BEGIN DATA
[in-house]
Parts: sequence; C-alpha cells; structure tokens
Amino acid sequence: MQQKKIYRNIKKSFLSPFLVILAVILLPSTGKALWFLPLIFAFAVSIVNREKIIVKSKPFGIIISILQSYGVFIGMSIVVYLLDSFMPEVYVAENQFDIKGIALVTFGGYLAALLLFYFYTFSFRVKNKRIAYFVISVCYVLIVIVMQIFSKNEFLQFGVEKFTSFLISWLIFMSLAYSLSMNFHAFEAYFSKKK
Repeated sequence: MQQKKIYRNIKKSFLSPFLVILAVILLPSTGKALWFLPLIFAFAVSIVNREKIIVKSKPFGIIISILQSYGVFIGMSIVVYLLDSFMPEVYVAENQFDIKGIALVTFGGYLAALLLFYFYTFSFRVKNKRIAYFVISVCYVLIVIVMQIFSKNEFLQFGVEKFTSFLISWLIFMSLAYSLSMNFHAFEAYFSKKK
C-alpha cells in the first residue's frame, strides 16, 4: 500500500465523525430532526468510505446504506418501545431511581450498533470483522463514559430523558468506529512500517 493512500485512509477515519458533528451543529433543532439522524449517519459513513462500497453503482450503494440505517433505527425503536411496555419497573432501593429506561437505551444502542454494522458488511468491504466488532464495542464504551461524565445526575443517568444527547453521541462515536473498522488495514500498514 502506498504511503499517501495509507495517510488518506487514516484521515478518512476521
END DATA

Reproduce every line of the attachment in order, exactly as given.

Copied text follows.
[in-house]
Parts: sequence; C-alpha cells; structure tokens
Amino acid sequence: MQQKKIYRNIKKSFLSPFLVILAVILLPSTGKALWFLPLIFAFAVSIVNREKIIVKSKPFGIIISILQSYGVFIGMSIVVYLLDSFMPEVYVAENQFDIKGIALVTFGGYLAALLLFYFYTFSFRVKNKRIAYFVISVCYVLIVIVMQIFSKNEFLQFGVEKFTSFLISWLIFMSLAYSLSMNFHAFEAYFSKKK
Repeated sequence: MQQKKIYRNIKKSFLSPFLVILAVILLPSTGKALWFLPLIFAFAVSIVNREKIIVKSKPFGIIISILQSYGVFIGMSIVVYLLDSFMPEVYVAENQFDIKGIALVTFGGYLAALLLFYFYTFSFRVKNKRIAYFVISVCYVLIVIVMQIFSKNEFLQFGVEKFTSFLISWLIFMSLAYSLSMNFHAFEAYFSKKK
C-alpha cells in the first residue's frame, strides 16, 4: 500500500465523525430532526468510505446504506418501545431511581450498533470483522463514559430523558468506529512500517 493512500485512509477515519458533528451543529433543532439522524449517519459513513462500497453503482450503494440505517433505527425503536411496555419497573432501593429506561437505551444502542454494522458488511468491504466488532464495542464504551461524565445526575443517568444527547453521541462515536473498522488495514500498514 502506498504511503499517501495509507495517510488518506487514516484521515478518512476521